P4250052.

    Hope this helps.
     
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  9. OzRay

    OzRay Mu-43 Legend

    Jan 29, 2010
    South Gippsland, Australia
    Ray, not Oz
    Funny that you should mention coma, as I was reading about that on Lens Rentals a few days ago and checked out my shots taken with the ED 7-14mm f4 and not one shot displays coma at any of the edges or corners, all the stars come out as full circles. I think that you can find m4/3 compatible lenses that are as good, if not better than the competition. I only used ISO 4000 for my shot, but I thought that noise was eminently manageable and acceptable. I'm going to see what else I can do and push the limits of the lens and camera, but I doubt that I'll be overly disappointed.
     
  10. PMCC

    PMCC Mu-43 Regular

    132
    Feb 18, 2013
    If weight and money is not an issue, you may also consider a small equatorial tracking mount.
     
  11. OzRay

    OzRay Mu-43 Legend

    Jan 29, 2010
    South Gippsland, Australia
    Ray, not Oz
    I have one and I really need to learn to use it again. It is very large and heavy with the associated tripod, but it was actually reasonably inexpensive.
     
  12. penWS

    penWS Mu-43 Regular

    147
    Sep 7, 2013
    New Zealand
    I tried astronography with my E-PL5 on a couple occasions and got decent results using the Panasonic 14mm 2.5 wide open with a Sony wide angle adapter and iso 1600. Now I have the Oly 12mm 2.0 which is possibly the best m43 lens for this.. or perhaps the SLR Magic 12mm 1.6. Have also got surprisingly good results with the Rokinon 7.5mm fisheye, stars remain sharp without visible trailing at exposures around 30-40 secs.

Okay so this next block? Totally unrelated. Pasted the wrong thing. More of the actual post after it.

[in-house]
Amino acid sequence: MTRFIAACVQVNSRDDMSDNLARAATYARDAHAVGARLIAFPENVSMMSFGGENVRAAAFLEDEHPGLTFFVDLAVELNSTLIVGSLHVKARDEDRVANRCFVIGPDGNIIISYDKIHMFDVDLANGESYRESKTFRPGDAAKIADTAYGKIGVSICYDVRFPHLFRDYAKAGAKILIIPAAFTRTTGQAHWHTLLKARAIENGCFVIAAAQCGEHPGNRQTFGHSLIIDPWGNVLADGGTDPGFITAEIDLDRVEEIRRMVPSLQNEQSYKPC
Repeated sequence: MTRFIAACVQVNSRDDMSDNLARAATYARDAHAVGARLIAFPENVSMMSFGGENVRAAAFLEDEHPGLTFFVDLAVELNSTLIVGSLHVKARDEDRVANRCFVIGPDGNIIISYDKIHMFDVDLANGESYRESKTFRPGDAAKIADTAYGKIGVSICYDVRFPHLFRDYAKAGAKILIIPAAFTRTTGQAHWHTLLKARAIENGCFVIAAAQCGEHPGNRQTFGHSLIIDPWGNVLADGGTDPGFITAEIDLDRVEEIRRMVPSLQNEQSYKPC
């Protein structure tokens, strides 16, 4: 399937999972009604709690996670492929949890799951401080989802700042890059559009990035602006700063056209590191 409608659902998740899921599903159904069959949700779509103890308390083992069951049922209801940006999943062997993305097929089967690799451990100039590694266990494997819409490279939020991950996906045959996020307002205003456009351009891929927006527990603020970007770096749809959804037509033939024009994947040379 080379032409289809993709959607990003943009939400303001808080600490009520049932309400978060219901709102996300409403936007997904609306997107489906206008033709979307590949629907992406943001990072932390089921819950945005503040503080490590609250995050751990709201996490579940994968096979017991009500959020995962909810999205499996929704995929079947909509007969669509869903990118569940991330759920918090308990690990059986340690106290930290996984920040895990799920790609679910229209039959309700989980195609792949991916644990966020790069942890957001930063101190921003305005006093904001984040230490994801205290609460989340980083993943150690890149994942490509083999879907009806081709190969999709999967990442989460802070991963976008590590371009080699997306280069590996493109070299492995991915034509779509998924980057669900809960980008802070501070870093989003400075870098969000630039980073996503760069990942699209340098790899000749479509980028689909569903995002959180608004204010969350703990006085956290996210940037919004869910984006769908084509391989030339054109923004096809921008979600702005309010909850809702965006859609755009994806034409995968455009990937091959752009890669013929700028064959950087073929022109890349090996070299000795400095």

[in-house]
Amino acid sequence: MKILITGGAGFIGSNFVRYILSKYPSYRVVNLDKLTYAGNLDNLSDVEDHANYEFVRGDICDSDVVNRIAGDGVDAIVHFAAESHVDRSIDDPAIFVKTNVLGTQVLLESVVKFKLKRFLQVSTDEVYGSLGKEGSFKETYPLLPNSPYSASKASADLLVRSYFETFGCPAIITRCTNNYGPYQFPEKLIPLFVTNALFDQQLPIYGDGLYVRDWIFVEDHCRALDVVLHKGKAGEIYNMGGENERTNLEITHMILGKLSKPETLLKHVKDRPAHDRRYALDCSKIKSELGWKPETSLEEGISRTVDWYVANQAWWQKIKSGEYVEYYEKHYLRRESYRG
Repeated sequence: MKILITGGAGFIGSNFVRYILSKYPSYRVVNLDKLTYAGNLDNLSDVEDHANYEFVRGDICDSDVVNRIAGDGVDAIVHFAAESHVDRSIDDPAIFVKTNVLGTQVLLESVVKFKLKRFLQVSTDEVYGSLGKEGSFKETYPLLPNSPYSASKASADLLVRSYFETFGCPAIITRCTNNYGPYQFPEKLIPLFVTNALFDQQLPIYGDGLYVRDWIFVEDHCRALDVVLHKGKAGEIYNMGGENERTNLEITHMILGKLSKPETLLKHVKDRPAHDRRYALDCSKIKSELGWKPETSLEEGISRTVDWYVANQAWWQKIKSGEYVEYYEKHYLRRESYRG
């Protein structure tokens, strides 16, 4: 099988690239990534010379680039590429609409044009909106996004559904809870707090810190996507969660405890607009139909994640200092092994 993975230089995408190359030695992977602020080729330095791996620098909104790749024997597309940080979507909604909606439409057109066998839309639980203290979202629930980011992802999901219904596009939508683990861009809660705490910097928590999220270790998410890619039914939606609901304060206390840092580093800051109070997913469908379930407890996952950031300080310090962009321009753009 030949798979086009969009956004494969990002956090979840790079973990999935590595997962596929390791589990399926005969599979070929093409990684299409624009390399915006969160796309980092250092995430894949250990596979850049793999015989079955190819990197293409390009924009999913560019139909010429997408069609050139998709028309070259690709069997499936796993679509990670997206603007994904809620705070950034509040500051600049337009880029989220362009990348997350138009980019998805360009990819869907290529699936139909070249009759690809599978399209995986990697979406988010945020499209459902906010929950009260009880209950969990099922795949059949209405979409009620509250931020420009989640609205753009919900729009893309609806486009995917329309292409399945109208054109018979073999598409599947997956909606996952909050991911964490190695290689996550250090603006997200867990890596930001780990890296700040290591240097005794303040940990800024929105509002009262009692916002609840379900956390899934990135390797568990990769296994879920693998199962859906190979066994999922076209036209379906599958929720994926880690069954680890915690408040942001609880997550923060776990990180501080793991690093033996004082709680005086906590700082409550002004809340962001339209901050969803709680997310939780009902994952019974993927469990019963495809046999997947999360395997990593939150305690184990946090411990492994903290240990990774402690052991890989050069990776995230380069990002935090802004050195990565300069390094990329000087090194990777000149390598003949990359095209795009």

13. chargedmr2

    chargedmr2 Mu-43 Regular

    30
    Mar 26, 2014
    Thanks for the feedback everyone. This is all really helpful. I'll try not to derail my own thread too much, but reading the responses raised a question about technique. Is it best to use hyperfocal distance, or is this simply for achieving greatest DOF for the foreground as in any other situation? What's the most foolproof way of ensuring crisp stars in the photo, from a focus standpoint only?

    Although it was not about astrophotography, I've read that the hyperfocal distance doesn't produce maximum sharpness at infinity. So would it be best to focus out a but further than the hyperfocal distance? I've been using manual focus at 14x zoom with my E-M10 to satisfaction so far, but foregrounds have not worked there way into my practice shots much at this point.
     
  14. bikerhiker

    bikerhiker Mu-43 All-Pro

    Dec 24, 2013
    Canada
    David
    The 7-14 is not really the ideal lens for it because it is slow. If you want to achieve the best look and feel, you will need something a little faster than f/4. The ideal lens is a 12mm f/2, either from Olympus or the new Samyang. The SLRMagic 12mm Hyperprime Cine T1.6 is a lens I'm considering buying not for astro but for a unique landscape look. But since it's rated in T-stops, the f-stop would be @ f/1.4. That's even better for astro especially you can keep the ISO low.

    In the ideal world, you want ultra wide angle, fast, sharp optically, superb Hi-ISO performance and very low coma aberrations. The Samyang/Rokinon 14mm f/2.8, which is pretty inexpensive for a UWA is available for $299 in EOS mount or $329 or so in Nikon F mount is an awesome price with little to no coma aberrations. We do not have something like a 7mm f/2.8 yet. The closest is the Rokinon fisheye 7.5mm @ f/3.5.

    For me, the 7-14 is a too expensive approach for astro. The 12mm f/2 is better or the SLRMagic @ T1.6.